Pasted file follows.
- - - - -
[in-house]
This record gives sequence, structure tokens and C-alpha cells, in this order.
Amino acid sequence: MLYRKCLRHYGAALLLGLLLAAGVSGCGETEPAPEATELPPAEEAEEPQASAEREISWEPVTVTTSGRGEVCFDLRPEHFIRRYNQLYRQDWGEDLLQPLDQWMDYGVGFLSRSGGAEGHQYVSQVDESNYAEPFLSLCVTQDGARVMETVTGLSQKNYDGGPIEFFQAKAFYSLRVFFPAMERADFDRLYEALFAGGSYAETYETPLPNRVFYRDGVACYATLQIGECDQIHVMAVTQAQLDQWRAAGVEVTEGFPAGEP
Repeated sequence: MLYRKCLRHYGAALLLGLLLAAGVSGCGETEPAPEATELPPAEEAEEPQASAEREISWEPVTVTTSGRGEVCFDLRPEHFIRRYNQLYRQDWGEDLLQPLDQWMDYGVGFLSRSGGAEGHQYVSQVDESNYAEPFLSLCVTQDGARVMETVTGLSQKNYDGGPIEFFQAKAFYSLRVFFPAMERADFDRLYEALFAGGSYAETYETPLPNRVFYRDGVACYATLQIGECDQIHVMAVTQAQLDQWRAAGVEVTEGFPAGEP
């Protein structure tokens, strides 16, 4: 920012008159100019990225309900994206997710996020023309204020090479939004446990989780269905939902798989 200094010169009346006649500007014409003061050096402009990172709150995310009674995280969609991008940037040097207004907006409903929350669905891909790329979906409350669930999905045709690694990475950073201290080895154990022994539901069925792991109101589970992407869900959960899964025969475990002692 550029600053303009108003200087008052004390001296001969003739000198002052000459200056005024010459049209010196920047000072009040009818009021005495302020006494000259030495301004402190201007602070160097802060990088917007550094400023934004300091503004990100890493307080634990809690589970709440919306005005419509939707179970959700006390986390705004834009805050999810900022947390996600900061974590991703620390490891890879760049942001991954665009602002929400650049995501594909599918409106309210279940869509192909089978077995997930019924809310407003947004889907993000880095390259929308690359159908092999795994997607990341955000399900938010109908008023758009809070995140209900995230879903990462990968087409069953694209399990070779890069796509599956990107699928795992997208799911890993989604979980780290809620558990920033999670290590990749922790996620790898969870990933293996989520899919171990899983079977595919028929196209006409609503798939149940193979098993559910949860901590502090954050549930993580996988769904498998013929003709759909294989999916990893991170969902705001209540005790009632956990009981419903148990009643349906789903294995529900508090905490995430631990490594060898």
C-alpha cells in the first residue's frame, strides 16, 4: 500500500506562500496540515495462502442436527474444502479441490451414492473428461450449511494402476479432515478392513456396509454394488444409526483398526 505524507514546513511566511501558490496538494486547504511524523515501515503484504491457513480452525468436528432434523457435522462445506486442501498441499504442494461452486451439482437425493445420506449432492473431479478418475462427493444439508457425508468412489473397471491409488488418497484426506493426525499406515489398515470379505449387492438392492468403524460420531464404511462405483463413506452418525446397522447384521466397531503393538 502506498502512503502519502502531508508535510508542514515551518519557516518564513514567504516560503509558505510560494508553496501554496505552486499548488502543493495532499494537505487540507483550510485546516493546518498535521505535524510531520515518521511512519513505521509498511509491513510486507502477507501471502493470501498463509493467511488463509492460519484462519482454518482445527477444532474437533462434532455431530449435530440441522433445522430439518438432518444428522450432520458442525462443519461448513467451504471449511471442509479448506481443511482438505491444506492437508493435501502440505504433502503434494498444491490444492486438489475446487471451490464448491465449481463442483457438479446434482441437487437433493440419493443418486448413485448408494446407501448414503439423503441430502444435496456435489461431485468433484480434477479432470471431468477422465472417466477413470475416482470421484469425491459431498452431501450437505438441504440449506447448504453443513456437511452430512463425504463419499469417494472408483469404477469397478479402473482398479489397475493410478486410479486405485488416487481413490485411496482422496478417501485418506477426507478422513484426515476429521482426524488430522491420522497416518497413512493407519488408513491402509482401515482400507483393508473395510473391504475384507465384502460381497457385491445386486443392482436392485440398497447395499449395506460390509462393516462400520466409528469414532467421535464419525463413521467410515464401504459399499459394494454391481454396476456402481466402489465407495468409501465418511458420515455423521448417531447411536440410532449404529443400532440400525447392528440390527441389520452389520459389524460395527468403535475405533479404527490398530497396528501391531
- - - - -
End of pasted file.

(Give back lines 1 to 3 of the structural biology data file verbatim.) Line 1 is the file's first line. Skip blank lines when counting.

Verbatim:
[in-house]
This record gives sequence, structure tokens and C-alpha cells, in this order.
Amino acid sequence: MLYRKCLRHYGAALLLGLLLAAGVSGCGETEPAPEATELPPAEEAEEPQASAEREISWEPVTVTTSGRGEVCFDLRPEHFIRRYNQLYRQDWGEDLLQPLDQWMDYGVGFLSRSGGAEGHQYVSQVDESNYAEPFLSLCVTQDGARVMETVTGLSQKNYDGGPIEFFQAKAFYSLRVFFPAMERADFDRLYEALFAGGSYAETYETPLPNRVFYRDGVACYATLQIGECDQIHVMAVTQAQLDQWRAAGVEVTEGFPAGEP